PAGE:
To start accepting user input, let’s add an <input> element that accepts text: You should now notice that there is an empty text box that you can click (or focus on) that accepts text input. Also, take note that <input> elements do not have a closing tag.
But having just a text box doesn’t indicate what the input is used for. Let’s add a <label> element to better indicate the <input>’s meaning:
The <label> element has a *for attribute that associates the <label> with a specific <input> element. The *for attribute’s value should match that of the <input> element’s id value. <label> elements are useful as they allow your <input> elements to be identified by screen readers. We can now add an additional <input> element that will accept the user’s password, and a <label> to indicate the input’s meaning.
Notice if you write in the password field, the text is obscured since we’ve indicated that the <input>’s type attribute has a password value. With this example in mind, let’s dive in and look at the variety of information we can use with HTML forms.
We’ve seen how the <input> element can accept text values. There are several different type values that can be used, including:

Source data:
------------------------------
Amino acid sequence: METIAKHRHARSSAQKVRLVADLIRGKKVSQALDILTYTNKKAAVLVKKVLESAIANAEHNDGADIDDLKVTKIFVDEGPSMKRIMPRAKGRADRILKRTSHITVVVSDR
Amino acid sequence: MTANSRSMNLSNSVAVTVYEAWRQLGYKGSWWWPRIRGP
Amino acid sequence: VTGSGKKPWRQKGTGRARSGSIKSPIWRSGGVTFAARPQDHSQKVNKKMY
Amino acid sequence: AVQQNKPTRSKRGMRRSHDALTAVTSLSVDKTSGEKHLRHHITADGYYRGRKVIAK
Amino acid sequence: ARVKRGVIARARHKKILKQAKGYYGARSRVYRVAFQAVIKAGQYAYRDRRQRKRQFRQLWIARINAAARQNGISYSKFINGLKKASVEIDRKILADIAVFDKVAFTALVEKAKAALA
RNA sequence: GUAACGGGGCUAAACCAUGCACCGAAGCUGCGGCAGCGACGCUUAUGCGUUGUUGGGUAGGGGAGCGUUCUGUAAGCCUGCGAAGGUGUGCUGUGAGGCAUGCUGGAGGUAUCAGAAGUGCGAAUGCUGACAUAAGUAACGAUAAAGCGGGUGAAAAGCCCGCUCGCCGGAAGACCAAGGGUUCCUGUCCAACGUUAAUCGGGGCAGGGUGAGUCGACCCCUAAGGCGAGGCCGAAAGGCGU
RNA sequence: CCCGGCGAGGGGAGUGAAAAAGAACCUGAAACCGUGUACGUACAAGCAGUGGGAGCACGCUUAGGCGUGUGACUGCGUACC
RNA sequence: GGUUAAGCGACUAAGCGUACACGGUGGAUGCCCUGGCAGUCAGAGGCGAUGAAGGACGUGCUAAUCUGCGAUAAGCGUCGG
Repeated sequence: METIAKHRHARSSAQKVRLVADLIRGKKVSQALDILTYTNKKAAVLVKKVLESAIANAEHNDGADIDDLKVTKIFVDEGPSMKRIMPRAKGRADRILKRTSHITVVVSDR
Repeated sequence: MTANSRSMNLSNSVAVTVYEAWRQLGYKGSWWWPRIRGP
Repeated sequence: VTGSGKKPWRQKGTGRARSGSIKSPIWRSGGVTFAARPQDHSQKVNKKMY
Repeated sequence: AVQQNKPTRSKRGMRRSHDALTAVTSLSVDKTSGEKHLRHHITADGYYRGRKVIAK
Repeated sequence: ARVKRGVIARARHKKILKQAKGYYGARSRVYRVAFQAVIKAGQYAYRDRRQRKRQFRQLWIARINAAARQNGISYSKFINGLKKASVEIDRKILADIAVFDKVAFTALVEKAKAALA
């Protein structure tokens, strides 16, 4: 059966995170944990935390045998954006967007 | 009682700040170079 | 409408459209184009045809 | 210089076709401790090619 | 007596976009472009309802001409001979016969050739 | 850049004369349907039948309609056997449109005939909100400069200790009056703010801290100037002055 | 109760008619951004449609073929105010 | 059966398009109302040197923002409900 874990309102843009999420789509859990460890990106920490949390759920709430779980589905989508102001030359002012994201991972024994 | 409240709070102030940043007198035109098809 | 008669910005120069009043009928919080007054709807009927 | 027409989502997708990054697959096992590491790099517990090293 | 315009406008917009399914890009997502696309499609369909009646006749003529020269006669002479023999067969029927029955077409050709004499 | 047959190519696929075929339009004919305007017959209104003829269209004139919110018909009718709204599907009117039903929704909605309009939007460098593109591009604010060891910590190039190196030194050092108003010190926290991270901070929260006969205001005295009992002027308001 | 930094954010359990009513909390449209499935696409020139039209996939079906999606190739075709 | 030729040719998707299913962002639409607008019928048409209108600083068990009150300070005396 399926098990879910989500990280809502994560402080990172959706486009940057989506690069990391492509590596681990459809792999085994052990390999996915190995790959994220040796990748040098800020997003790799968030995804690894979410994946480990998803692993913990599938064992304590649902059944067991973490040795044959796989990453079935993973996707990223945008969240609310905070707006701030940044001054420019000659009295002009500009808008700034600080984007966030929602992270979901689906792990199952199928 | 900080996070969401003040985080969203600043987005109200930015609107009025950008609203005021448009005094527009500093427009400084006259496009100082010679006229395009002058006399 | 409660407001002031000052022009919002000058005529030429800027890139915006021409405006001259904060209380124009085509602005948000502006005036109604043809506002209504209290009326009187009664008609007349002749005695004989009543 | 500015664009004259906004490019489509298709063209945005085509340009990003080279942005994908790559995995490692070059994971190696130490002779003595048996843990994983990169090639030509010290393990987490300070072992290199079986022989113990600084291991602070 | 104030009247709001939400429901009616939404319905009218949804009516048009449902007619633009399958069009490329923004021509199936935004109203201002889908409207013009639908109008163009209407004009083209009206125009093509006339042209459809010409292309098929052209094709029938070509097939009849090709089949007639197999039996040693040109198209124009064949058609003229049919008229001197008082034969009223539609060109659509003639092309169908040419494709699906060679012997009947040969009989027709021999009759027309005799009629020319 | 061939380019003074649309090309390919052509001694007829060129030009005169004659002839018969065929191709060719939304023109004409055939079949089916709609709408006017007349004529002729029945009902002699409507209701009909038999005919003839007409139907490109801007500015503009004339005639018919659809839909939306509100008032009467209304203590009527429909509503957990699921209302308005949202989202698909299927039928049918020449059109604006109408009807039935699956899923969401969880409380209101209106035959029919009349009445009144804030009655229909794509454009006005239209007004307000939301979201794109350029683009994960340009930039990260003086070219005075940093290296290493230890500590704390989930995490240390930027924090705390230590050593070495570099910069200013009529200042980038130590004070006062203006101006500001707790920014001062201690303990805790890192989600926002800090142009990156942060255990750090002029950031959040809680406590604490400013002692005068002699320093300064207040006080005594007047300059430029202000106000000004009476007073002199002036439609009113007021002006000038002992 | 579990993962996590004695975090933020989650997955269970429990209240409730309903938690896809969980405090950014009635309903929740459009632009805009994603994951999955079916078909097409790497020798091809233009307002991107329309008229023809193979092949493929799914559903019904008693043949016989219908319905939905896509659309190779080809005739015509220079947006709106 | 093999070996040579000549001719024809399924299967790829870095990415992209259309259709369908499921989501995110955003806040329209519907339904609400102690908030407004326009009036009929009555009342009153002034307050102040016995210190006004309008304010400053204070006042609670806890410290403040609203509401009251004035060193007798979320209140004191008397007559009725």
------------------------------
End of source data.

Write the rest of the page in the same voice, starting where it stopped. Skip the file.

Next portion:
•text: for plain text
•password: to obscure a password input field
•search: to indicate the text field is used for searching a page/multiple pages
•url: validates input as a URL address
•tel: for inputting phone numbers
•email: validates input as an email address
If you want your user to be able to include newlines (by pressing return) in their text input, you can use a <textarea> element: Notice how <textarea> elements have a closing tag. You can also specify the size of <textarea> by using the rows and cols attributes.
If you want users to type long notes and have additional lines, then here’s how
A <button> element should be used whenever you want to create a clickable button to perform some action on the page. <button> elements are simple to define and have three different type values:
•submit: submits form data to a server
•reset: resets all the data in the current form
You can use <select> (with nested <option>) elements to create a drop-down selection of items that a user can choose from: Including the selected attribute in an <option> element will show that option by default.
Additionally, if you want to group options into different categories, you can nest <option> elements in an <optgroup> element:
+ checkboxes with input The <input> element has other type values that accept inputs other than text. For instance, radio buttons can be used to create a list of options where you only want one option selected:
If you want to create a list where the user can select multiple options, you can use checkboxes. A checkbox can be specified by using an <input> element with a type value checkbox:
Like radio <input> elements, checkboxes must have the same value for the name attribute to be considered part of the same group. The main difference is that multiple checkboxes within the same group can be selected.